If moral obligations are something humans come up with using rational means, then it makes sense to assume that one should not expect someone to do what is impossible. In this context a moral obligation is analogous to a legal requirement to behave correctly such as when crossing a street with a traffic light. There is no point in legislating behavior that is impossible to perform and there may be circumstances (such as silly decisions) that might excuse one for not behaving correctly if facing a judge and jury.
In that context humans make these moral obligations and humans fulfill them.
However, if one accepts a divine command theory, then humans do not make nor are they alone in fulfilling the moral obligations. All that is required is their obedience. Here is Michael W. Austin's description of it:
Roughly, Divine Command Theory is the view that morality is somehow dependent upon God, and that moral obligation consists in obedience to God’s commands. Divine Command Theory includes the claim that morality is ultimately based on the commands or character of God, and that the morally right action is the one that God commands or requires. The specific content of these divine commands varies according to the particular religion and the particular views of the individual divine command theorist, but all versions of the theory hold in common the claim that morality and moral obligations ultimately depend on God.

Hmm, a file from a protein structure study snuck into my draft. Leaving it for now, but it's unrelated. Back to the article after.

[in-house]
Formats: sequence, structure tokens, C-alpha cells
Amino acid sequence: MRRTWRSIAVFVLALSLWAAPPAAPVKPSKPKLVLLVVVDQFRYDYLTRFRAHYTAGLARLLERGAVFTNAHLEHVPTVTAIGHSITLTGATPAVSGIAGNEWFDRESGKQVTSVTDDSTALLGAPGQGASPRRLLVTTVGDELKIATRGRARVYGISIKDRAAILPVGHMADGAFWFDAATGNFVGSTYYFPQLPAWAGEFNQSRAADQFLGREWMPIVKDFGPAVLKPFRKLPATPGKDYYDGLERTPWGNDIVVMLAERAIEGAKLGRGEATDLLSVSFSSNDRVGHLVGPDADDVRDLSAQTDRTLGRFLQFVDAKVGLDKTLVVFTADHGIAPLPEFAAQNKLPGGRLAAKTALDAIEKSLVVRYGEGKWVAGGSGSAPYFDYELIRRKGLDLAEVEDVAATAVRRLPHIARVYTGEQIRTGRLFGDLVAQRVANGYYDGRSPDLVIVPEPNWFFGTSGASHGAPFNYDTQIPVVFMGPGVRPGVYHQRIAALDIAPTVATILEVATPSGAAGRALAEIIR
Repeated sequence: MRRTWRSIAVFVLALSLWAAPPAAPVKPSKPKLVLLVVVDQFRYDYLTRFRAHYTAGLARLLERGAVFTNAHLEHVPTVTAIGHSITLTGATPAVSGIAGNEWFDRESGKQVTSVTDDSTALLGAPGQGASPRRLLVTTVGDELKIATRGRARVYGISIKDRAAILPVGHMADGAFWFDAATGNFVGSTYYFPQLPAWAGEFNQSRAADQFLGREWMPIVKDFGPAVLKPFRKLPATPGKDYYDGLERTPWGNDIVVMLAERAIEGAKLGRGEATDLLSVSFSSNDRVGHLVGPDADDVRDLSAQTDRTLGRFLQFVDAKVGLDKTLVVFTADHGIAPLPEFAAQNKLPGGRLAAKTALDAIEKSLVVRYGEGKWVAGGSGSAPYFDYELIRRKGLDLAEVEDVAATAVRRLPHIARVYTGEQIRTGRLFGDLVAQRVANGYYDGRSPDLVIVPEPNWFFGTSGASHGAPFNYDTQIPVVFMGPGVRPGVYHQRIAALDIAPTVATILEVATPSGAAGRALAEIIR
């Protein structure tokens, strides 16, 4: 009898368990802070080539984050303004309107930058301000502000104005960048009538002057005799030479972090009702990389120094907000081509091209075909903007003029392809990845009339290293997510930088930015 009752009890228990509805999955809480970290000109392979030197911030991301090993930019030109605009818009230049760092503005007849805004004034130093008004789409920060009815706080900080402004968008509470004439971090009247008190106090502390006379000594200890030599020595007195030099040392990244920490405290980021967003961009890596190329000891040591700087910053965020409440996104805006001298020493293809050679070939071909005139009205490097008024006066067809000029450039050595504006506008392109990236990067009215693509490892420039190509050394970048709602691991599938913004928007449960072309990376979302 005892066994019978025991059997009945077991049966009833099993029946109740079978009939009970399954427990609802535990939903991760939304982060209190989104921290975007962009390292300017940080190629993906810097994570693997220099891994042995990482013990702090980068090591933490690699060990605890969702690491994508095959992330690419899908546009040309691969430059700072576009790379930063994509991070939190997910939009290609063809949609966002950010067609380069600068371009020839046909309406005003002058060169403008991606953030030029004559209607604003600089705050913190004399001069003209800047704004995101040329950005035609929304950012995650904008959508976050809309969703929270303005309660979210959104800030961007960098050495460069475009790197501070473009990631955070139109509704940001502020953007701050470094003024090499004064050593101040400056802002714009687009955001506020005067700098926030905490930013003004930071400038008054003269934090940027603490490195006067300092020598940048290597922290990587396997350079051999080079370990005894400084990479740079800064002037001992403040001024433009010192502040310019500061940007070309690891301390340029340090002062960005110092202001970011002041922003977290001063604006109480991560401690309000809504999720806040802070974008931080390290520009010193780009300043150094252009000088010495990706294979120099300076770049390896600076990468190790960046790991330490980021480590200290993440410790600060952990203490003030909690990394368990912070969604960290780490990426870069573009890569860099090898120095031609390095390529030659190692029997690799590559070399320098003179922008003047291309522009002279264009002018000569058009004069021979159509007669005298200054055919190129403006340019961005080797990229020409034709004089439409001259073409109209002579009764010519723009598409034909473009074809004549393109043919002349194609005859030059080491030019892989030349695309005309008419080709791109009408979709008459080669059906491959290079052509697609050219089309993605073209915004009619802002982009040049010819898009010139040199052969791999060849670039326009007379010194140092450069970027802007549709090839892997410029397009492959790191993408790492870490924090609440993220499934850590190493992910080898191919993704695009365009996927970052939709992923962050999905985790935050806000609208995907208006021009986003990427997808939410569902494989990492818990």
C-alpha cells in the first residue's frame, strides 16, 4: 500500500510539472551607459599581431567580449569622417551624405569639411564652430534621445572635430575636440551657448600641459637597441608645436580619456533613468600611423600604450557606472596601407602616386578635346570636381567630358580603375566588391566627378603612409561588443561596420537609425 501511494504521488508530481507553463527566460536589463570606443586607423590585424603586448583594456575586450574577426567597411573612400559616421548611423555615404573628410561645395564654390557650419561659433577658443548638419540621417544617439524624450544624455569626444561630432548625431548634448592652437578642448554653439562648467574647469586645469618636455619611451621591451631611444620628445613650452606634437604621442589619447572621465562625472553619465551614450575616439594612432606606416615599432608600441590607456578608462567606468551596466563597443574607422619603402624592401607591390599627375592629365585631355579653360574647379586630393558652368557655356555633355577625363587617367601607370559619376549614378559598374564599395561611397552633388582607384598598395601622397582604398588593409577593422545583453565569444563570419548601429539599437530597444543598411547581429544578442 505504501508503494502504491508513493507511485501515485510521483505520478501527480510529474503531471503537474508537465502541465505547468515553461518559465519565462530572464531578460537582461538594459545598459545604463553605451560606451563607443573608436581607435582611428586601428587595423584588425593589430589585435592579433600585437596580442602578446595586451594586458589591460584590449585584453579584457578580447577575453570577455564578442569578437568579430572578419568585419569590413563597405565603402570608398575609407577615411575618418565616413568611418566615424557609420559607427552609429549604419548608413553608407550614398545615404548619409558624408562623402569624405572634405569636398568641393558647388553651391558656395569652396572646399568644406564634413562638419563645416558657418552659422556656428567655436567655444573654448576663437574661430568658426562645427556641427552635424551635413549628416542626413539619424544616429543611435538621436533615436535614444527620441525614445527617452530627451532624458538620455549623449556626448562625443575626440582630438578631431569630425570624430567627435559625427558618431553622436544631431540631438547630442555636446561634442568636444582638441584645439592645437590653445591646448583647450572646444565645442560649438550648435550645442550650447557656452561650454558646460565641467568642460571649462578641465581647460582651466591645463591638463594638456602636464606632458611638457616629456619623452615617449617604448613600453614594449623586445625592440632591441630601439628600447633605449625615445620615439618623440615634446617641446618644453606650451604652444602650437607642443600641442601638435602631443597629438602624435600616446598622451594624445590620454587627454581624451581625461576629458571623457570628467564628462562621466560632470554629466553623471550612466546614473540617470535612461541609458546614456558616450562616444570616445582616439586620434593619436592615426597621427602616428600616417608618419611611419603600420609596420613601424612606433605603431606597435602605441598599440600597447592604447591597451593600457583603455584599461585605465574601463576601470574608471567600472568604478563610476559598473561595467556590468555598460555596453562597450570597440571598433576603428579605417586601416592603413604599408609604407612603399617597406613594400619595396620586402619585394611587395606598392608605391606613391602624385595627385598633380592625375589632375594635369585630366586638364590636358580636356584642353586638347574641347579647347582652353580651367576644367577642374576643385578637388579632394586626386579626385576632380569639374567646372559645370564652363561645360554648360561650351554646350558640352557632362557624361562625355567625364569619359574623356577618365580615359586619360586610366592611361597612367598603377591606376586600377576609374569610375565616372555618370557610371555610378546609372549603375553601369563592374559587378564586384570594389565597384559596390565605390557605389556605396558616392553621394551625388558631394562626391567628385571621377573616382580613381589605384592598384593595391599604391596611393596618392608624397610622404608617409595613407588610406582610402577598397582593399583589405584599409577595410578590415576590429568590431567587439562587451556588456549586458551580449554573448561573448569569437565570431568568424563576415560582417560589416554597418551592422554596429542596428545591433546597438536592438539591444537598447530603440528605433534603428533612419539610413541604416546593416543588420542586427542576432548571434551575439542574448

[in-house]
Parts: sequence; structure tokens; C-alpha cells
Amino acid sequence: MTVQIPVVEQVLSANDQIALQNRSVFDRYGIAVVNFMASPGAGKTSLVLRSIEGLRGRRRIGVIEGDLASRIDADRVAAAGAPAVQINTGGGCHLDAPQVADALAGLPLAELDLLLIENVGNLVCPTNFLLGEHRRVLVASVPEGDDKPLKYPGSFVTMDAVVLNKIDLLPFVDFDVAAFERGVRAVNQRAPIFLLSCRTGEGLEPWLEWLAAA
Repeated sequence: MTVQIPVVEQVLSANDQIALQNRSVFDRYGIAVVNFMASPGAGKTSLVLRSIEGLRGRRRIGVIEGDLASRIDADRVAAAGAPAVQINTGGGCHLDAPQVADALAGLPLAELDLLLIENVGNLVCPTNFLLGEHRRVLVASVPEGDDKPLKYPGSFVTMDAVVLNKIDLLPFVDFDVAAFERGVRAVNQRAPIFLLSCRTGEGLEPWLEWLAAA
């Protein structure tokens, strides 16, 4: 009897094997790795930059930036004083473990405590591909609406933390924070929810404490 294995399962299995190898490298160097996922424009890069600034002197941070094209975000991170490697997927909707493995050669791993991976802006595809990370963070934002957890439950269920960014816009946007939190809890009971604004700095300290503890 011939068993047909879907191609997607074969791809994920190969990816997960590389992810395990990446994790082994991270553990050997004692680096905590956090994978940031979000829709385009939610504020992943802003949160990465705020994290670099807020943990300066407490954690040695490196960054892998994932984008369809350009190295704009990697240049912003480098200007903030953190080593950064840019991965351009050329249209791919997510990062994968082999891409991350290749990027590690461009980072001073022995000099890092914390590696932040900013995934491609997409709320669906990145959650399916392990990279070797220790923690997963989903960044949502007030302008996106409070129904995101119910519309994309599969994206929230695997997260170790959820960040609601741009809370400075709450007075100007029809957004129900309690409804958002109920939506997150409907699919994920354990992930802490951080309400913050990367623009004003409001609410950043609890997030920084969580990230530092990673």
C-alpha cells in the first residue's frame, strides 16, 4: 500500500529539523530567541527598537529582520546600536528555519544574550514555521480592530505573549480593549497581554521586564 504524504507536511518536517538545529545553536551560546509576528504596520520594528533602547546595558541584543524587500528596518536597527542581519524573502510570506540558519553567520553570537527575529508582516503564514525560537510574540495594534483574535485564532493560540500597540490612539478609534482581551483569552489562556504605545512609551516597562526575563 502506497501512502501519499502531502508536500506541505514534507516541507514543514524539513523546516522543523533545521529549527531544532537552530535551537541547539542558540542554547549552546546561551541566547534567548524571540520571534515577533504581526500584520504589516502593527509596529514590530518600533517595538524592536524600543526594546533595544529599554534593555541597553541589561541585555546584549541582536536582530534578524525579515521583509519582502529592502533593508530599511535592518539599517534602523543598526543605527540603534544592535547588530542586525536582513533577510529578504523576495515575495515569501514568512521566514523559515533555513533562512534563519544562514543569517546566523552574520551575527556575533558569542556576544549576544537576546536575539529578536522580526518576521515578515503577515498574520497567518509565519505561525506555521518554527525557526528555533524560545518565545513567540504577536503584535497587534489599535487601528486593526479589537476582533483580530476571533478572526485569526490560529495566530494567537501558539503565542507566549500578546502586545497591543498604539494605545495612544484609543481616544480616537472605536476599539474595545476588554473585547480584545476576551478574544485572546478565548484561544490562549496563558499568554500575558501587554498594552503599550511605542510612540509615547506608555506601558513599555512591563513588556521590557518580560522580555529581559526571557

In this context something apparently impossible may be commanded, such as crossing the Red Sea or treating an enemy with justice and mercy. One can expect God, who gives the commands, will assist one in whatever is required, impossible or not. If a person makes a silly mistake and disobeys there may be ways to obtain forgiveness depending on the particular religion the disobedient person belongs to.
Austin, M. W. Divine Command Theory. Retrieved on August 21, 2019 from the Internet Encyclopedia of Philosophy at https://www.iep.utm.edu/divine-c/